Norway – masterpieces of nature!
The Norwegians Fjords were rated the top tourist attraction in the world in 2004 by National Geographic. The Pulpit Rock (Preikestolen) was announced as one of the world’s most spectacular views and natural attractions by Lonely Planet and CNN GO travel magazine. So many visiting tourists can not be wrong. Norway can nature!
Norway is a country with unbelivable low popolation density of 15.5 people/km². That means a lot of space for dramatic waterfalls, spectacular snowwhite mountain peaks, crystal clear fjords, majestic glaciers, outstanding fresh unpollutet air and the freedom for locals and visitors almost to camp and hike where ever you want.
There is no more uplifting natural phenomena than the aurora borealis, or northern lights. Visible throughout the long night of the Arctic winter from October to March, they dance across the sky in green or white curtains of light, shifting in intensity and taking on forms that seem to spring from a child’s vivid imagination. While there’s no guarantee that the northern lights will appear at any given time, if you are lucky enough to see them, it’s an experience that will live with you forever.
Scoured and gouged by glaciers, western Norway’s fjords are pincered by steep, rugged terrain where cliffs plunge down to barely populated shorelines and vertiginous waterfalls seem to drop from the clouds. The fjordscapes of western Norway are so utterly unique and so profoundly beautiful that many people rate them as the most impressive landscapes on the planet.
When first presented with such beauty it’s hardly surprisingly that many people are left pondering how such a geological wonder formed. The answer is simple (well, kind of simple). Some 450 million years ago the mountainous west coast of what is today Norway was part of an enormous mountain range with peaks so high they would have been able to fondly stroke the summit of Mt Everest and ask him what he would like to be when he grows up. Then along came an ice age or two, it got really cold and a vast sheet of ice kilometres thick plonked itself atop these mountains. After that there was much crunching, crashing, shattering and various aches and pains. Finally the sun came back out and the ice started to melt, leaving behind overly steep-sided valleys, which were then flooded by rising sea levels, and hey presto, the fjords were born. (Note: some geology professors might take issue with the scientific accuracy of this description.)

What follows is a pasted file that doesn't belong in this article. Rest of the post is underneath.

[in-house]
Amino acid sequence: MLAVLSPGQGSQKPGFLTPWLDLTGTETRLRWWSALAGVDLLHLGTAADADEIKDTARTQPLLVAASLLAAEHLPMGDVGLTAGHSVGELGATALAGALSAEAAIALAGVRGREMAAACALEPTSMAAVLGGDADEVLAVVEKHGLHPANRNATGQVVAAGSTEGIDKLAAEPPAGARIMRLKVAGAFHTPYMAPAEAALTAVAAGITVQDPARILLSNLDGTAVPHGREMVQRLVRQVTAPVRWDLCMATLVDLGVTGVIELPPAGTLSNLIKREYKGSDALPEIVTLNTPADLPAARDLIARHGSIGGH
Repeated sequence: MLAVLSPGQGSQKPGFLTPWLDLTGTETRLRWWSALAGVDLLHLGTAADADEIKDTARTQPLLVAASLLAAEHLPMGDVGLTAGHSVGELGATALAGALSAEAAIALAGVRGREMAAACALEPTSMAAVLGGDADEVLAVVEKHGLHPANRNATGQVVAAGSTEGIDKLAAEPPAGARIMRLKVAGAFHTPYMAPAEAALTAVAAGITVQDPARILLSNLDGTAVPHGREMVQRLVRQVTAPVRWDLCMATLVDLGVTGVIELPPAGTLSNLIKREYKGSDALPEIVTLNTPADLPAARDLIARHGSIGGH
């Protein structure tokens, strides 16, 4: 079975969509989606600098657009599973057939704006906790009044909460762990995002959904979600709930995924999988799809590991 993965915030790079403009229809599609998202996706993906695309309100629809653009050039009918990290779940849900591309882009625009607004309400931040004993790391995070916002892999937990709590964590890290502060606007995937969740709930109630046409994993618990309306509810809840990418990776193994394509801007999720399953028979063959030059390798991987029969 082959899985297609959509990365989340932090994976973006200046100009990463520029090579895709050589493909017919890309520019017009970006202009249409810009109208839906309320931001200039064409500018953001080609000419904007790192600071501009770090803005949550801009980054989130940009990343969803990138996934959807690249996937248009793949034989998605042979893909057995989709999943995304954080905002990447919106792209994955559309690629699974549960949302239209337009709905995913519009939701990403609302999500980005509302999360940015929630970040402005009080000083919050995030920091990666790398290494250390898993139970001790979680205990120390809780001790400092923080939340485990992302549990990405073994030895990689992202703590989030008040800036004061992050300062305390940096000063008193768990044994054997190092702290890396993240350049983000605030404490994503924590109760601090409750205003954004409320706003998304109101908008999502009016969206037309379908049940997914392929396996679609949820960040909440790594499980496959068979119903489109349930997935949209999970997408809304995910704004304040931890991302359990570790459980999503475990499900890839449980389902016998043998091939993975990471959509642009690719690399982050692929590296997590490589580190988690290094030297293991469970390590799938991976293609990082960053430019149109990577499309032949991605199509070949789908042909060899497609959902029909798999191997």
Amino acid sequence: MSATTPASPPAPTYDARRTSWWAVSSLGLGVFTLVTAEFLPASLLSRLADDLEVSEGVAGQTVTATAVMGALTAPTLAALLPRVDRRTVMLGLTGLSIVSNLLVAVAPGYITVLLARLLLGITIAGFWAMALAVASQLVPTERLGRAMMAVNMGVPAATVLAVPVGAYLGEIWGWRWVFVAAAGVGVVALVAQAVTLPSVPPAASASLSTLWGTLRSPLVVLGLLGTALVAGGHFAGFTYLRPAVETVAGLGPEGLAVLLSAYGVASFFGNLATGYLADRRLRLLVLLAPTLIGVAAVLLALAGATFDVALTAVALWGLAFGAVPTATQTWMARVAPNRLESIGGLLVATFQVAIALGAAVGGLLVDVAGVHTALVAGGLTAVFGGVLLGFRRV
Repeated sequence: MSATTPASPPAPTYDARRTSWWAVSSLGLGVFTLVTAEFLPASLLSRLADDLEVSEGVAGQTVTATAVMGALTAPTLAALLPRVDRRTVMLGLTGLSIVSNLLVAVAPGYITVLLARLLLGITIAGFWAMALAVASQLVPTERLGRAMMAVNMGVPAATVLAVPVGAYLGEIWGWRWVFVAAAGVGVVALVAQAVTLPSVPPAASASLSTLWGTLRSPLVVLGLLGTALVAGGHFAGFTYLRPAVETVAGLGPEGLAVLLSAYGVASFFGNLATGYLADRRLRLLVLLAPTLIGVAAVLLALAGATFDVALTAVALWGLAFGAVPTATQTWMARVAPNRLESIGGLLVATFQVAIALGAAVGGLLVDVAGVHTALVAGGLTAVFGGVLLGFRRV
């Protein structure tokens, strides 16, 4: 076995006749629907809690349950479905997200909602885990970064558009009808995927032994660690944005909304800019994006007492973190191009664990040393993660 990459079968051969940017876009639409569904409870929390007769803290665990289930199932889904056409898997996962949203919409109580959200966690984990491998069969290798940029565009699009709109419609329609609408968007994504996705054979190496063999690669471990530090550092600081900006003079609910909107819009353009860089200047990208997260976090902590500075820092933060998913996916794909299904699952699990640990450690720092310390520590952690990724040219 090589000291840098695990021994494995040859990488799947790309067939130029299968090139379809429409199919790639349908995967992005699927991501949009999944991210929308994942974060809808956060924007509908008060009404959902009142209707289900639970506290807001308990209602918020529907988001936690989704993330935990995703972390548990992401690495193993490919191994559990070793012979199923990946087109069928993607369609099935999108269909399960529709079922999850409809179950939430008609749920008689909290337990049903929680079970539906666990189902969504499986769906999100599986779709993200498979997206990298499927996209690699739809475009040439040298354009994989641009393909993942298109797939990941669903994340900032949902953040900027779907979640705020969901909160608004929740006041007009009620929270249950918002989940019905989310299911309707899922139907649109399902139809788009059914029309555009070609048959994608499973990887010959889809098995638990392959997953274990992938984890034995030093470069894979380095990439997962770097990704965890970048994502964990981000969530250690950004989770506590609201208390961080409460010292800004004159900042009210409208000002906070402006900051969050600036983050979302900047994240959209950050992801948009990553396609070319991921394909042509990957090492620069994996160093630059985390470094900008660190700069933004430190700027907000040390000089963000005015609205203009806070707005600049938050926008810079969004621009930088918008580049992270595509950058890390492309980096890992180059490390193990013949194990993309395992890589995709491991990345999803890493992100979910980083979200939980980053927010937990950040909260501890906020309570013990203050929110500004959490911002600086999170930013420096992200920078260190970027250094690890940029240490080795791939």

Highlights of the fjords
The 20km boat chug along Geirangerfjord, a Unesco World Heritage Site, must rank as the world’s most beautiful ferry journey. Long abandoned farmsteads cling to the fjords’ near-sheer sides and minty coloured waterfalls twist, tumble and crash down to the emerald green waters below. Take the ferry from Geiranger and enjoy the calm as you leave this small, bustling port, or hop aboard at quiet Hellesylt.
Pulpit Rock and the Lysefjord
The imposing granite walls of the Lysefjord, a short distance from the town of Stavanger, would be many a visitor’s favourite Norwegian fjord even without the remarkable, and frankly rather terrifying, Pulpit Rock (Preikestolen). One of the key postcard images of Norway, this remarkable vantage point is a table-like piece of flat rock whose sheer sides tumble vertically down to the fjord waters some 604m below. It’s the kind of place where non-vertigo sufferers suddenly realise that they’re scared of heights after all.
Norway is the last refuge for some of Europe’s most intriguing wildlife. While you may stumble upon polar bears (in Svalbard only), Arctic foxes, reindeer and other species during your explorations of the Norwegian wild, dedicated safaris in the Norwegian interior will take you within sight of the otherworldly musk ox, as well as the rather loveable elk (moose). Along the coast, Norway’s bird life is abundant and filled with interest, while whalewatching outings are a staple of the Nordland coast, especially around Lofoten and Vesterålen. (www. lonelyplanet.com)
Norwegian philosophy is very much that conservation is everyone’s responsibility. Enjoying nature and the outdoors is considered a national past time, and this is reflected in our attitude towards the preservation and use of the wilderness.
In practical terms, this means that even though large parts of mainland Norway consists of national parks and other protected areas, Norway’s right of access makes sure you can enjoy nature more or less as you wish – even in these sensitive and vulnerable regions.